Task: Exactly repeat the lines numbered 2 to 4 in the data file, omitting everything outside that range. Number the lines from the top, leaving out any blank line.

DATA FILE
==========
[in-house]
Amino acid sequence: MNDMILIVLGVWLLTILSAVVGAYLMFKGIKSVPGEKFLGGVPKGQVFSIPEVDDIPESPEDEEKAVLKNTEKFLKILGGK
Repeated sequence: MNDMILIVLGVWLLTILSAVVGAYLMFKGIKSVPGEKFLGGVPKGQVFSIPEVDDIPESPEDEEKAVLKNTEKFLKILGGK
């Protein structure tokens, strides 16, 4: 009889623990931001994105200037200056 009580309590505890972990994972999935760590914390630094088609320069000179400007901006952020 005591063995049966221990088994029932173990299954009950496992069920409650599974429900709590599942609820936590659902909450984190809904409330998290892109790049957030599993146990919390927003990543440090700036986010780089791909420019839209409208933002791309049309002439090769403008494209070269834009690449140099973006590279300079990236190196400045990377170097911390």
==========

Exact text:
Amino acid sequence: MNDMILIVLGVWLLTILSAVVGAYLMFKGIKSVPGEKFLGGVPKGQVFSIPEVDDIPESPEDEEKAVLKNTEKFLKILGGK
Repeated sequence: MNDMILIVLGVWLLTILSAVVGAYLMFKGIKSVPGEKFLGGVPKGQVFSIPEVDDIPESPEDEEKAVLKNTEKFLKILGGK
């Protein structure tokens, strides 16, 4: 009889623990931001994105200037200056 009580309590505890972990994972999935760590914390630094088609320069000179400007901006952020 005591063995049966221990088994029932173990299954009950496992069920409650599974429900709590599942609820936590659902909450984190809904409330998290892109790049957030599993146990919390927003990543440090700036986010780089791909420019839209409208933002791309049309002439090769403008494209070269834009690449140099973006590279300079990236190196400045990377170097911390």